Sir Robert on the other hand… he was a royal knight who hunted dragons for a living. And who had successfully been tracking one for months—if not Alastair than another that had passed by this way. She couldn't afford to underestimate him.
First thing first. She needed to get his attention off that bit of ground.
Emelin debated her options, but decided the simplest thing to do was to just reveal herself. He wasn't after her. At least, not yet. And if she was good at anything, it was being a distracting nuisance. Phillip always said so.
She stepped out from behind the tree, purposely crunching down on a few fallen twigs to make sure Sir Robert heard.
He whirled around, hand going to the hilt of his sword in one well-trained movement. They locked eyes and Emelin forced a smile, as if finding him searching through her camp was a pleasant surprise.
When he saw it was her, he let go of his weapon immediately and bowed. "Apologies, my lady. You startled me."
His polite manner made her just as uncomfortable as it had before. She plucked at her wet skirts in a semblance of a return curtsy and replied, "I could say the same."
He straightened, and she saw the dart of his eyes as he took in her state. Besides her soaked clothes, her boots were muddy and her hair hung loose. Since her only company these past few days had been that of a dragon, she hadn't felt the need to braid it back, and it tumbled in a messy wave of gold over her shoulders and down her back. She was, if anything, even more of a mess than the first time they had met.
Thankfully, he ignored it just as politely as he had the first time.
He gestured to the area at large. "Is this your camp then?"
To deny it when the truth was so obvious would only worsen any suspicions he already had of her. If she said no, whether or not he suspected a dragon of also hanging around, she would look guilty.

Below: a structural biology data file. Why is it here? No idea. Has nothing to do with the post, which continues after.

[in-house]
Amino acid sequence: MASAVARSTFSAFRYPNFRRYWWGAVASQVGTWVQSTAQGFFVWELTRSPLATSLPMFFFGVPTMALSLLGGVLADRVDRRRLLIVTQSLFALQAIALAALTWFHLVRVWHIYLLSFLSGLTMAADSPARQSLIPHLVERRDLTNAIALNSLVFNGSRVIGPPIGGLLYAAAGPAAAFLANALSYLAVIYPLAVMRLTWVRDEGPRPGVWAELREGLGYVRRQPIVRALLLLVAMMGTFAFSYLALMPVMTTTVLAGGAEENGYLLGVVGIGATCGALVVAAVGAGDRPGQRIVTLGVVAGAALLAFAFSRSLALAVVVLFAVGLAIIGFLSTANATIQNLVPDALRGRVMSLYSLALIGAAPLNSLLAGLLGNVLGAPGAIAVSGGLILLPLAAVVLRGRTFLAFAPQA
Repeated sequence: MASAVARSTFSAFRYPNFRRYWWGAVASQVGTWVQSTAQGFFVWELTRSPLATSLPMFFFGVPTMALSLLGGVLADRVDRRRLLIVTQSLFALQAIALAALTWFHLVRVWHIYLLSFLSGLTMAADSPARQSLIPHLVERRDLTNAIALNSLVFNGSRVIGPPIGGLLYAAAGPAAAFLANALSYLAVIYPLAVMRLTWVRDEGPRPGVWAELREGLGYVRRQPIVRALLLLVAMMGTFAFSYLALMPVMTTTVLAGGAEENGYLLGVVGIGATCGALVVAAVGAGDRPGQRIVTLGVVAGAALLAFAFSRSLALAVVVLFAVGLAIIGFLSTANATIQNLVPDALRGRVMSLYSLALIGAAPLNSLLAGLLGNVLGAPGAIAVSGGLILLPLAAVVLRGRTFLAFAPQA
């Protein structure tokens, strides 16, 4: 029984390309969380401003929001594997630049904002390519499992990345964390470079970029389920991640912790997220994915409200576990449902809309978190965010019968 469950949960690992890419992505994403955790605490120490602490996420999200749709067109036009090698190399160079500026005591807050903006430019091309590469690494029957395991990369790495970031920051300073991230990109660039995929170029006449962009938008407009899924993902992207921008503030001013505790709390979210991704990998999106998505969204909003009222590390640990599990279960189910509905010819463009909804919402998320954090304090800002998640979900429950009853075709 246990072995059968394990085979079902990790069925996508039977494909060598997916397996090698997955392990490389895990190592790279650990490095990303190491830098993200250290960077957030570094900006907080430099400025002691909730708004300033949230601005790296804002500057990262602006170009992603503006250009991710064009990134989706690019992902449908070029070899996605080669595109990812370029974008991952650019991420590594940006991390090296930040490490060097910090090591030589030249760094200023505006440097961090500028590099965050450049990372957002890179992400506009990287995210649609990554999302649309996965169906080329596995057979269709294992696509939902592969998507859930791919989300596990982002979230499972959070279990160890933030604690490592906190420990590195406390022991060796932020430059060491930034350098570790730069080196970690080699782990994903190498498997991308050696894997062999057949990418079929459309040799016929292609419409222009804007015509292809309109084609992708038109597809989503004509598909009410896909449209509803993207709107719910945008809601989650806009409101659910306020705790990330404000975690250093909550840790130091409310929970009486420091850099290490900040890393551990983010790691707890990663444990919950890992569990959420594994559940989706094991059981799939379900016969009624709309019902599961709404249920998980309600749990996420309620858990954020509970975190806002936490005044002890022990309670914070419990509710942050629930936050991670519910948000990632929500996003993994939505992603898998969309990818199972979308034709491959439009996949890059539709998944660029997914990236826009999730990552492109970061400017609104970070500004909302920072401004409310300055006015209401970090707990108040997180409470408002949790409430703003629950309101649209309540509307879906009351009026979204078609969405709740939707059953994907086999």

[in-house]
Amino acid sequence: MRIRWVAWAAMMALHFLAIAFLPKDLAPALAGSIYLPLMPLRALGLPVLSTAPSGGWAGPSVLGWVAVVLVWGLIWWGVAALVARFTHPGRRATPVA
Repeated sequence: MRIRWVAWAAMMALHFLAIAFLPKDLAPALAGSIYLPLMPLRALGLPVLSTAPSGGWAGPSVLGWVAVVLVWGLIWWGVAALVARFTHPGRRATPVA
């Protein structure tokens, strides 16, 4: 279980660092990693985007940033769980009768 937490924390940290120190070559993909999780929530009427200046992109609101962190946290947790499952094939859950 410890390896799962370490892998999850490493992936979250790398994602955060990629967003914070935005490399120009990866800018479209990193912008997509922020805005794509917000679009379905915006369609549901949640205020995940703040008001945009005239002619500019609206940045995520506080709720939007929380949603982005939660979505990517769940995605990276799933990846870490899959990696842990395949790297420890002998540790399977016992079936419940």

So instead she admitted, as innocently as she could, "It is."
"I thought as much," he said. He looked around, taking it all in again. "Though forgive me, but I can't resist asking why. Living exposed in such dangerous woods… I hate to think of a maiden such as yourself having to resort to such desperate measures. Even with things beings as they currently are in the village, surely you would be safer staying at home? Can your cousin not be called upon to help you? I was under the impression that you were on good terms with him."
Emelin didn't want Sir Robert to think badly of Phillip. But she also didn't want the knight equating her actions to those of her innocent relative. If things ended badly, she need to be sure nobody could draw any connections to her cousin or the rest of her family.
"It's a bit… complicated," she told him. "We are not that close, though neither is our relationship poor. My staying out here has nothing to do with him."
Sir Robert regarded her steadily. Emelin bit her lip to keep from making more excuses and giving away too much. Or just as bad, appearing as if she had something to fear giving away.